Pursuing new projects not in the budget
How many times have you discovered exciting new marketing strategies, expansion opportunities, sales tactics, and customer service initiatives that you immediately wanted to implement into your own company? A lot of business owners will get amped up about a new project and then make the mistake of pursuing it without considering how it affects other elements of their monthly budget. Even though the project wasn’t budgeted for, they will spend cash in capital expenditures to get it moving forward. This is not a smart move to make in your own enterprise.
If you make the hasty decision to pursue the brand-new project or capital expenditure, you will be taking cash away from other items in your budget that were already accounted for. For example, the money you spend on a new customer service initiative can lower the amount of capital that you can put towards your monthly digital marketing strategy or print advertising campaign. This can then mean a possible drop in sales for that month. That said, always think about how one purchase would affect another one in your budget.
Confusing net profit with available cash
As a certified management accountant, I’ve seen many business owners make the mistake of considering the profit in their Profit & Loss Statement as the basis for how much available “cash” they had in their bank. They would then erroneously make major business decisions based on this figure alone. However, it is so important that all business owners know that net profit does not equal the amount of cash in the bank that is available to spend.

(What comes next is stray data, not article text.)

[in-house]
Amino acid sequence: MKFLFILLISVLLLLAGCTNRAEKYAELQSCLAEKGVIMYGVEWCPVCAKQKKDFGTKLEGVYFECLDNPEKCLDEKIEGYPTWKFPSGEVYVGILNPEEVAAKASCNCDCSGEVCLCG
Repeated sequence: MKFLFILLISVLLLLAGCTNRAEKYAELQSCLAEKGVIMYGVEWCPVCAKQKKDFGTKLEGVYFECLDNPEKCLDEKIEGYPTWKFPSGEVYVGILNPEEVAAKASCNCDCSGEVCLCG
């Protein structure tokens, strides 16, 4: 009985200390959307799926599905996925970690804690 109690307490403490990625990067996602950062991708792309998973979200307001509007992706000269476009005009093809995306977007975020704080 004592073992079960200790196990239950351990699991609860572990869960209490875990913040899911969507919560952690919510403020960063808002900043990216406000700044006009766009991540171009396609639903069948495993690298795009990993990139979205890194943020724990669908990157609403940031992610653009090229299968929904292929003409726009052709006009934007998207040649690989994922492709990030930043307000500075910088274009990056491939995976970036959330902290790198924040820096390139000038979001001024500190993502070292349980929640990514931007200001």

Since cash is typically an organization’s most critical and liquid resource, it has a tremendous effect on liquidity, financial flexibility, and operating capacity. FASB ASC Topic 230, Statement of Cash Flows (formerly SFAS No. 95), states that a statement of cash flows “must report on a company’s cash inflows, cash outflows, and net change in cash from its operating, financing, and investing activities during the accounting period, in a manner that reconciles the beginning and ending cash balances.”
So readers of the cash flow statement can ascertain if the company has generated enough cash (not just net income) to meet all of its obligations. The Statement of Cash Flows (SCF) is the report that contains the inflows and outflows of cash during a specified period of time.
To wrap it all up
In order to keep your business running smoothly, it is crucial to set and abide by a monthly budget. Avoid unknowingly draining your monthly budget by comparing it to your actual expenses and revenue. Also, if the current month’s budget doesn’t allow for it, push a big, nonessential expenditure to a later month with a new budget cycle. You can also ensure you don’t unknowingly drain your budget by researching how pursuing a brand new project would affect other initiatives that were already budgeted for. Finally, put together a thorough cash flow statement to always stay on top of how much cash is actually available to make purchases.